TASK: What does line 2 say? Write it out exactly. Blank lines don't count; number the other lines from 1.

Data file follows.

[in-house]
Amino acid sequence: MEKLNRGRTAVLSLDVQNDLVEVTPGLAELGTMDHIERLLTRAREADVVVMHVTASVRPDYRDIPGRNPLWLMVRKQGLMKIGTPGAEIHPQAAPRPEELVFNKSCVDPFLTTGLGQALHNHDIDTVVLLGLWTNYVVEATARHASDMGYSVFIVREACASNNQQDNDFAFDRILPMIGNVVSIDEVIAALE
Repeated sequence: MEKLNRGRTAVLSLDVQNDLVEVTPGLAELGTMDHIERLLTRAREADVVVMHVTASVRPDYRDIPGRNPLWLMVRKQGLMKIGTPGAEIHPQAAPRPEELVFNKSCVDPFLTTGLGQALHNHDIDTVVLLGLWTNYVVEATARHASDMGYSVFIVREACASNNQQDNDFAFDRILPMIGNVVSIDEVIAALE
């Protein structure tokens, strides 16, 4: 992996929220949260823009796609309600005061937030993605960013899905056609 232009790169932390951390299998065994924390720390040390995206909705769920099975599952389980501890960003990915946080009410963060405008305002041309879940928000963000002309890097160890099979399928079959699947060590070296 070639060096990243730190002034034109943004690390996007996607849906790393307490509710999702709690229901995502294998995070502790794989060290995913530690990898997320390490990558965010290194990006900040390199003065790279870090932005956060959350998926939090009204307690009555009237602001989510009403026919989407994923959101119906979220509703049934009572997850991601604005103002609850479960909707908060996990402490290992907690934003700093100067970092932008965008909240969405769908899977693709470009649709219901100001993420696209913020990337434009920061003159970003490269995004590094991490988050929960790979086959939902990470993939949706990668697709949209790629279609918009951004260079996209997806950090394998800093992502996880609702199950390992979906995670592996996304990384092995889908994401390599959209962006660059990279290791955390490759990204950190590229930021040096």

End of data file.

Amino acid sequence: MEKLNRGRTAVLSLDVQNDLVEVTPGLAELGTMDHIERLLTRAREADVVVMHVTASVRPDYRDIPGRNPLWLMVRKQGLMKIGTPGAEIHPQAAPRPEELVFNKSCVDPFLTTGLGQALHNHDIDTVVLLGLWTNYVVEATARHASDMGYSVFIVREACASNNQQDNDFAFDRILPMIGNVVSIDEVIAALE